Tree Roots: To Cut or Not to Cut

Home Builder with NOVA Pros
So you want to install a new concrete driveway because you are tired of looking at your “bumpy” asphalt. You have noticed that over time, your asphalt keeps breaking up and your tree keeps growing bigger roots that are cracking the driveway. You think, “I will dig up the asphalt, cut the tree roots to get them out of the way, and then install a concrete driveway that will be more resistant to any future root problems.” Before you go this route, read on. Tree roots, which are mostly under the soil, actually comprise a large portion of a tree's mass and are essential to tree health and safety. The roots act like anchors for the trees providing it stability. The roots will absorb water and nutrients which provides the essential elements for the tree to grow and survive. The roots also act as a storage place for the tree’s food supply. Cutting a root is like cutting a main artery in your own body and by doing this you risk killing or at least doing serious harm to the tree. By removing that large root that lifts up your asphalt, you are eliminating over 25 percent of the tree's total root system. This damage can be seen immediately with effects such as leaves dropping off the limb, the limbs dying, or the tree begins to lean. Oftentimes, the damage may not be seen for 3 or more years, but can result in premature death of the tree as a whole. This is not to say you cannot cut any root that may be in your way. It means that you have to understand the tree’s root system, how it grows, and how to properly cut the bothersome root. By knowing this, you can significantly reduce the harm to the tree, and possibly to you and your property. If, after your research, you feel that you can cut the root safely, then first, make your cut as far from the trunk as possible. To see how close to the tree base you can cut the root, measure the diameter of the trunk at a point 4.5 foot above the ground. Take this number and multiply it by 6. That result will tell you how far from the tree base that you will need to make the cut. Be aware that by cutting this one root, that the tree will react by producing a large number of smaller roots, which may cause future issues. The best way to make sure you and your tree are safe, is to call your local arborist or your forestry department.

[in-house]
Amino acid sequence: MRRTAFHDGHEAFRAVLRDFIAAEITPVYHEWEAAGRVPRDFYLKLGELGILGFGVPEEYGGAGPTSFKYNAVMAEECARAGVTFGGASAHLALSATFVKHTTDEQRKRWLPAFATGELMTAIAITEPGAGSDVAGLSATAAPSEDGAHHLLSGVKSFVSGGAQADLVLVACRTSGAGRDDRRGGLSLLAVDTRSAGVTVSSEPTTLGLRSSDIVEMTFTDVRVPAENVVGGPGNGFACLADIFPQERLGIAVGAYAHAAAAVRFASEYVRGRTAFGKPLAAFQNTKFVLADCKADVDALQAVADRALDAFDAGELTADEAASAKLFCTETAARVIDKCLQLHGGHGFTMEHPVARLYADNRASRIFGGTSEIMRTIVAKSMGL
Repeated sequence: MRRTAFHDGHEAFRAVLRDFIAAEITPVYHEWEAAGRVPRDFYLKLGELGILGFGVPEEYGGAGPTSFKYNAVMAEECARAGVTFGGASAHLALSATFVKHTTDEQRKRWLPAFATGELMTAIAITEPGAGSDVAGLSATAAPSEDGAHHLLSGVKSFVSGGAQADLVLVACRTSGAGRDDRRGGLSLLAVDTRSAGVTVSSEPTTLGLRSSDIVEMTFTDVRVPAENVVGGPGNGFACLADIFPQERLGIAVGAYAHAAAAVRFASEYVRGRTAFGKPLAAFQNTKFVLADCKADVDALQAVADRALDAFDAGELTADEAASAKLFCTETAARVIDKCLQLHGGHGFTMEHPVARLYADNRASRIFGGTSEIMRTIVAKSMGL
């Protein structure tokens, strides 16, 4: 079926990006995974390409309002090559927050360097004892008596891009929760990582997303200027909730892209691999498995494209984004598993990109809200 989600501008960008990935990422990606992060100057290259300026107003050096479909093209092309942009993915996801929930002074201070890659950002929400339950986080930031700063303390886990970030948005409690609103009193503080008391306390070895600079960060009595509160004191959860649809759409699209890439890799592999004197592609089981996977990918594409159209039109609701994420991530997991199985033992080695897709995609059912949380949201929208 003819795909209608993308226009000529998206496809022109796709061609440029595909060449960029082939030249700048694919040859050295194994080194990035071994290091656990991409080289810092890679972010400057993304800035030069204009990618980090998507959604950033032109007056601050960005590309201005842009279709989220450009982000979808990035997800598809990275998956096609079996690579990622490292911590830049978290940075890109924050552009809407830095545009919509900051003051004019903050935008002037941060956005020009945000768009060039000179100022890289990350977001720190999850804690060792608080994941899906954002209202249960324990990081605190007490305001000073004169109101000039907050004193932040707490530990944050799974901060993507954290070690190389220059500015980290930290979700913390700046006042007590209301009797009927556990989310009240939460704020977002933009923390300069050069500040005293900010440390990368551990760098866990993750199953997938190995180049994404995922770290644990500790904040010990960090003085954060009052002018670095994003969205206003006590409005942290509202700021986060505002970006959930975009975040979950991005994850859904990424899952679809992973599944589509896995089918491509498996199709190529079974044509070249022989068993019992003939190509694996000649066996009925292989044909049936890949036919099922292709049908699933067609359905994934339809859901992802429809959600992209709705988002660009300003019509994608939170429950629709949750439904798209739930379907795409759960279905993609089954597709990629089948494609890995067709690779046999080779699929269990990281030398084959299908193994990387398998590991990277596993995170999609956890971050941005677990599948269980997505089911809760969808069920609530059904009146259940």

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Tony Wangrycht
OneAmerica - Seminole, FL - Seminole, FL

Allison is so right, call in a professional before cutting any largo roots. Damaging the tree's lifeline, will result in tree possibly dying within 6-18 months. Also, underlying roots that you may not see, may surface, and redamage your driveway. Several years ago, my Dad did this and poured a new, larger concrete driveway, only to have it crack within 2 years. The tree did survived, however he wasn't happy with his driveway cracked again.

Sep 15, 2008 11:55 AM #1
Allison Levy
NOVA Pros - Fairfax, VA


We experienced this when we use to pour concrete driveways.  Many customers just wanted us to cut down the tree and pour the driveway, but we had to explain to them what WILL happen in the months and years to come.  We always encouraged the customer to call a tree expert and tell them what they could and couldn't do with the roots.  Usually the answer was "do you want the driveway, or do you want the tree?"  Having both is usually not an option.


Sep 15, 2008 12:45 PM #2
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